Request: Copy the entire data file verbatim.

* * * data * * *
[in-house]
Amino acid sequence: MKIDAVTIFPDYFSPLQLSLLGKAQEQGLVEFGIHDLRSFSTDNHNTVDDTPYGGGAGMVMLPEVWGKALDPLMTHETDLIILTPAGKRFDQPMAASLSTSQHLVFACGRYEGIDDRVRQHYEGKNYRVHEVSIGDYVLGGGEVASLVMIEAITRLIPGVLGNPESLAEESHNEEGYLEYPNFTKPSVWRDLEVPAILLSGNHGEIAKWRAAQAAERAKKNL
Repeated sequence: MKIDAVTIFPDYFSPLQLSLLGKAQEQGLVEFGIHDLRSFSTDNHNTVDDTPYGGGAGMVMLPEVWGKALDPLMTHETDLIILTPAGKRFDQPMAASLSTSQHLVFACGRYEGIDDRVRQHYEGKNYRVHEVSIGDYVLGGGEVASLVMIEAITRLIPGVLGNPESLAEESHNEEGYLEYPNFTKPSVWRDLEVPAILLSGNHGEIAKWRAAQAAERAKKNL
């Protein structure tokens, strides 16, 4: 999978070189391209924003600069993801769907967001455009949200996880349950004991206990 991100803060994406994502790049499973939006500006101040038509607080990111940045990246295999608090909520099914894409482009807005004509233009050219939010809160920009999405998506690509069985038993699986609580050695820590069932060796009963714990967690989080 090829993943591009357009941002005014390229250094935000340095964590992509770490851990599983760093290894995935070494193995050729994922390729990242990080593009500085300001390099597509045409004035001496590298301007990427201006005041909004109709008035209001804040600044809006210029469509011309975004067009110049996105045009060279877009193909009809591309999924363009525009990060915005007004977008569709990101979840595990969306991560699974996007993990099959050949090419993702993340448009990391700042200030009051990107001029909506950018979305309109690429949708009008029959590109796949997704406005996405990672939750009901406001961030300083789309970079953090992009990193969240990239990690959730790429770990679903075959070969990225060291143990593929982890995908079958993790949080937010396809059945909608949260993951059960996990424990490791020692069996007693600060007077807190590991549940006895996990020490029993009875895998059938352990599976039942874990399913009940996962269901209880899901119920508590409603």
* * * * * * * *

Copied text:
[in-house]
Amino acid sequence: MKIDAVTIFPDYFSPLQLSLLGKAQEQGLVEFGIHDLRSFSTDNHNTVDDTPYGGGAGMVMLPEVWGKALDPLMTHETDLIILTPAGKRFDQPMAASLSTSQHLVFACGRYEGIDDRVRQHYEGKNYRVHEVSIGDYVLGGGEVASLVMIEAITRLIPGVLGNPESLAEESHNEEGYLEYPNFTKPSVWRDLEVPAILLSGNHGEIAKWRAAQAAERAKKNL
Repeated sequence: MKIDAVTIFPDYFSPLQLSLLGKAQEQGLVEFGIHDLRSFSTDNHNTVDDTPYGGGAGMVMLPEVWGKALDPLMTHETDLIILTPAGKRFDQPMAASLSTSQHLVFACGRYEGIDDRVRQHYEGKNYRVHEVSIGDYVLGGGEVASLVMIEAITRLIPGVLGNPESLAEESHNEEGYLEYPNFTKPSVWRDLEVPAILLSGNHGEIAKWRAAQAAERAKKNL
């Protein structure tokens, strides 16, 4: 999978070189391209924003600069993801769907967001455009949200996880349950004991206990 991100803060994406994502790049499973939006500006101040038509607080990111940045990246295999608090909520099914894409482009807005004509233009050219939010809160920009999405998506690509069985038993699986609580050695820590069932060796009963714990967690989080 090829993943591009357009941002005014390229250094935000340095964590992509770490851990599983760093290894995935070494193995050729994922390729990242990080593009500085300001390099597509045409004035001496590298301007990427201006005041909004109709008035209001804040600044809006210029469509011309975004067009110049996105045009060279877009193909009809591309999924363009525009990060915005007004977008569709990101979840595990969306991560699974996007993990099959050949090419993702993340448009990391700042200030009051990107001029909506950018979305309109690429949708009008029959590109796949997704406005996405990672939750009901406001961030300083789309970079953090992009990193969240990239990690959730790429770990679903075959070969990225060291143990593929982890995908079958993790949080937010396809059945909608949260993951059960996990424990490791020692069996007693600060007077807190590991549940006895996990020490029993009875895998059938352990599976039942874990399913009940996962269901209880899901119920508590409603």